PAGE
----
Matthew Henry John Bartlett

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Thursday 24 November, 02005

by Matthew Bartlett @ 11:00 pm

Hauerwas, the fighting pacifist, down on freedom & tolerance & such
CS Lewis in the hands of The New Yorker [via Tim M]

10 responses to “”

  1. Joel W says:

    Thanks for the Hauerwas links, the man is a fascinating read.

  2. Deborah says:

    Neuhaus wrote a small response to that CSL article in the First Things blog.

    I enjoyed the characterisation of his mother as “simple”, when she had a first class honours degree in mathematics.

    Though it was intriguing to read an article that doesn’t uphold him as Saint Jack. I wonder if the bit about his reputation in the UK is true?

  3. Matthew says:

    Neuhaus’ repsonse

    The article was intruiging. Sort of shocking. Dogmatic, in a way, like, of course we all know that all Christianity nothing but is wish-fulfilment.

    It made me wonder for a bit: if a not-Christian writer could write a fictional experience of faith that rang true to me at a deep level would that disprove or put my faith in doubt? Can you think of truly believable Christian characters in not-Christian books?

  4. Rudy says:

    They’ve just done a large indepth article in a local paper here in the UK (one of the few respectable papers left) that told a similar story to the one in the New Yorker – Clive Staples Lewis ceratainly wasn’t a saint, or a model christian. And the relationship with the widow was pretty weird.

    But he *did* write some fantastic books.

  5. Matthew says:

    Hi Rudy — which paper? Is it online?

  6. Ben Hoyt says:

    I do agree that too many people see a St Lewis and write his hagiographies. Maybe we need a refreshing take. And I enjoyed the article. But in the distance I hear the sound of this guy grinding his axe. He talks about not doing stuff for “ideological reasons”, but he writes in what’s quite an ideological, point-of-view shaped way.

    Of course, everyone has their own bias. But this fellow needs to get back to the raw materials Lewis and his friends wrote. He seems to really trust two of the most dubious sources, A N Wilson’s biography, and the film “Shadowlands”. The good biographies I’ve read are by people who’d known the living Lewis for a long time.

    Both Wilson and this writer seem to do the whole Freudian thing—sex sex sex. If you live with and help an older woman, it’s obviously “a sadomasochistic affair”. Riiiight. This guy’s not just failing to read between the lines, he’s reading against them.

    He talks about Lewis’s weird and compliated sex life. “Literary critics” these days seem to be so preoccupied with people’s sex lives. Sure, Lewis admits doing some silly things early on, but it’s all pretty clear and simple. At least if you read the earlier biographies. It’s so easy to spin a good yarn this many years after someone’s dead.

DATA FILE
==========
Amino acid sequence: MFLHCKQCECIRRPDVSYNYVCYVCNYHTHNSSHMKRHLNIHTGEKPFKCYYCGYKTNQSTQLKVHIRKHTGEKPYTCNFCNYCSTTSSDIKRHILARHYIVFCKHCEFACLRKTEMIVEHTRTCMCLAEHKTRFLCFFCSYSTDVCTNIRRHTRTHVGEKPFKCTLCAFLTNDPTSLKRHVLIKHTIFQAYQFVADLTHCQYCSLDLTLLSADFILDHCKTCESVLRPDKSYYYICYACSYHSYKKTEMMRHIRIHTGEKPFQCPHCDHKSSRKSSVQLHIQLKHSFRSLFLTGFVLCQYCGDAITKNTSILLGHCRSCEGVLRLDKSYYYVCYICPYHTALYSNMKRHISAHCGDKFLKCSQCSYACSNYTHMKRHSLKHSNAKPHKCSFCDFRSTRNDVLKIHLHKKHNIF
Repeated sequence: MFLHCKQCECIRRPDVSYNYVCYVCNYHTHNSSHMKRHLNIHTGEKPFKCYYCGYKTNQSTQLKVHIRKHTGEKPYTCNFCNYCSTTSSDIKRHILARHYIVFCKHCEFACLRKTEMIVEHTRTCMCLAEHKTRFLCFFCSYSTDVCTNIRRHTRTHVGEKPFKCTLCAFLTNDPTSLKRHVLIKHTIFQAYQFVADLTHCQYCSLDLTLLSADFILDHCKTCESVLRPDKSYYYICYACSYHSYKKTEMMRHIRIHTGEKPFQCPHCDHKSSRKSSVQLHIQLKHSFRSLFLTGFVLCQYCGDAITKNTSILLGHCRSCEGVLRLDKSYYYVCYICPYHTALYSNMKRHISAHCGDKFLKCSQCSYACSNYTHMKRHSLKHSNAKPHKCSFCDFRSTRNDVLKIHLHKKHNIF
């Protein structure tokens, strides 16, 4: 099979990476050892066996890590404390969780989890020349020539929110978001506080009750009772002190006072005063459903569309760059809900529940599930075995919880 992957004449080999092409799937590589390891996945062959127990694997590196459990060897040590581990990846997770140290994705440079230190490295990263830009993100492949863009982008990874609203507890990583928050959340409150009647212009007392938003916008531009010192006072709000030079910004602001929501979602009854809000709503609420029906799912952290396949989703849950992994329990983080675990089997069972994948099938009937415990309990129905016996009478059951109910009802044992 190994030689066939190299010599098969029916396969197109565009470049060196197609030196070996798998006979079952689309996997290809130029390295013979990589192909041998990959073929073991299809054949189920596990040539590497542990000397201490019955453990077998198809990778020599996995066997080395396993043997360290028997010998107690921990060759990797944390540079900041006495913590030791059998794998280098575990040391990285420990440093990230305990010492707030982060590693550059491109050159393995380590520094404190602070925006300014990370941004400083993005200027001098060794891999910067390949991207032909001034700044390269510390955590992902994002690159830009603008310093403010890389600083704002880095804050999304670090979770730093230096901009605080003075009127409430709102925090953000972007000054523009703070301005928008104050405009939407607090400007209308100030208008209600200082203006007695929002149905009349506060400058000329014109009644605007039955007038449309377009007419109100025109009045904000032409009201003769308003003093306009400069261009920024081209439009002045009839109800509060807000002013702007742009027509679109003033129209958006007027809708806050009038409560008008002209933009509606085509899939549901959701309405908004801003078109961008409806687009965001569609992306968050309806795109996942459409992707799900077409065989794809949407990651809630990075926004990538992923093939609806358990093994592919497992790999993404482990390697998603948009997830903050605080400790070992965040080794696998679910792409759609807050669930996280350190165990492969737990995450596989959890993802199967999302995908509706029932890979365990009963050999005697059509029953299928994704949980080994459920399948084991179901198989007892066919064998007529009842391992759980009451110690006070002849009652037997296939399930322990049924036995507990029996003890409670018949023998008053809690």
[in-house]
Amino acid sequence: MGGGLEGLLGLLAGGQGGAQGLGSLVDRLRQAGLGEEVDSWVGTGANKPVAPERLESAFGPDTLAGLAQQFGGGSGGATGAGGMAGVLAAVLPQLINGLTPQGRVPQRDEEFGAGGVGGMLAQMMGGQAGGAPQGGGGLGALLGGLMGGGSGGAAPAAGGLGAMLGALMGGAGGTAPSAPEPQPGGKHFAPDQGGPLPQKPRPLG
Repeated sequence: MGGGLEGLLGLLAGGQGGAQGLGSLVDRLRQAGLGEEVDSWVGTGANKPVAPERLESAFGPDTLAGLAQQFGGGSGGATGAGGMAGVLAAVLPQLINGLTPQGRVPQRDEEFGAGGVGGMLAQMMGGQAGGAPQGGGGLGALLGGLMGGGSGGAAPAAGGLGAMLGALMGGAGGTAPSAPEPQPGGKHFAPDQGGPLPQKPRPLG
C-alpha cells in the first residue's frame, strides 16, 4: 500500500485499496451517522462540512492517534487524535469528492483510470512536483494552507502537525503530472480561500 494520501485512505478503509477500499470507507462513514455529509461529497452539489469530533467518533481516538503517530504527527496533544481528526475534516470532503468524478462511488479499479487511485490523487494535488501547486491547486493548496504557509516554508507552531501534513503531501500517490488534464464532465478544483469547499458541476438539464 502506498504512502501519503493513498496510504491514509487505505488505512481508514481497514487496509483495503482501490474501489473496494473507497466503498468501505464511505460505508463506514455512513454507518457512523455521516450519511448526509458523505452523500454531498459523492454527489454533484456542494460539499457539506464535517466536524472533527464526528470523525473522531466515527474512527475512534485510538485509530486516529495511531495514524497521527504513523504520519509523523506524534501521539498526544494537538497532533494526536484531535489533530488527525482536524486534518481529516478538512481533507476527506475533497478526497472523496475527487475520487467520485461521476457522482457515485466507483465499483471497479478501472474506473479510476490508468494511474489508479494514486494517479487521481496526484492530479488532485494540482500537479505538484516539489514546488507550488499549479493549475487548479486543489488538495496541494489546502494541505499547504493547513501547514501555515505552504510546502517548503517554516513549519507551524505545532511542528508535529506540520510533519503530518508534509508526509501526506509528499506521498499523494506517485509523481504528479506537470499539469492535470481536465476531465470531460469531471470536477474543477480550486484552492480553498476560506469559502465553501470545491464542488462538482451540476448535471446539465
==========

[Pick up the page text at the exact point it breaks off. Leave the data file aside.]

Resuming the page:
(Oh, read the Amazon reviews of Wilson’s biography to see that there’s a little more to the story.)

    Some of the stuff this guy says is just plain false. Like “He was the sort of kid who is moved to tears every day by poems and trees.” Every day, moved to tears? Uhhh, I think you’ve got the wrong guy. Lewis the Sentimental. Like he would have got away with that at his boys’ boarding schools.

    “Yet a central point of the Gospel story is that Jesus is not the lion of the faith but the lamb of God.” But doesn’t the Bible speak of Jesus as both lion and lamb? In, fact, right next to each other. So does Lewis; comes out clearly at the end of “Voyage of the Dawn Treader”.

    To be honest, I’ve never read the Narnia books as analogies. I know the parallels are there, but particularly as a kid, I didn’t really connect it. I don’t think you have to. But neither do I think it’s bad if they are. If you read a book as a story rather than a “piece of literature to critique”, even The Last Battle is a good yarn.

    Oh well. This article was a thought-provoking read. I admit I could see myself writing a similar one about Philip Pullman. :-)

    Sorry about the long post; didn’t have time to write a short one.

  7. D says:

    Philip Pullman is bizzzzzarre.

    I figure he must have had a really bad religious experience which made him write really bad agenda driven fiction. Why write about him???

  8. Ben Hoyt says:

    Actually, I’ve only read about Pullman; it seems almost his life mission to dirtify Lewis. I guess I meant it’d be easy for me to write a really negative article about him just because I was grinding a “dislike Pullman” axe. Bedtime!

  9. Aaron says:

    The end of that CSL article leaves me feeling sorry for the writer: in the end there is for him only the magic of images and fantasy, and…that’s it.

    Meanwhile there’s a material world that needs dealing with and fixing; only if the magical images and fantasy actually happened (as Lewis is quoted as saying) can materiality hold hope and redemption.

    Lewis’ kind of apologetic, writes Gopnik, “is better at explaining colic than cancer, let alone concentration camps.” But I pity Gopnik’s vacuous magic, because it is good for explaining and hoping precisely nothing.

  10. Rudy says:

    Sorry Matt, it was a couple of weeks ago. Pobably Independent on Sunday or the Sunday Times. Can’t remember.

    But the article was in the same vein as the one in question here. It described the “real” CS Lewis, the one his myriad of faithful devotees didn’t want to know about. Not Saint Lewis, but down-and-dirty Jack.

    And like the article here, it was more than a little skewed, and emphasized the weird “family” Lewis had with the widow.

    I guess they had to sell papers. Trashy articles accomplish this goal a lot better than sound journalism.


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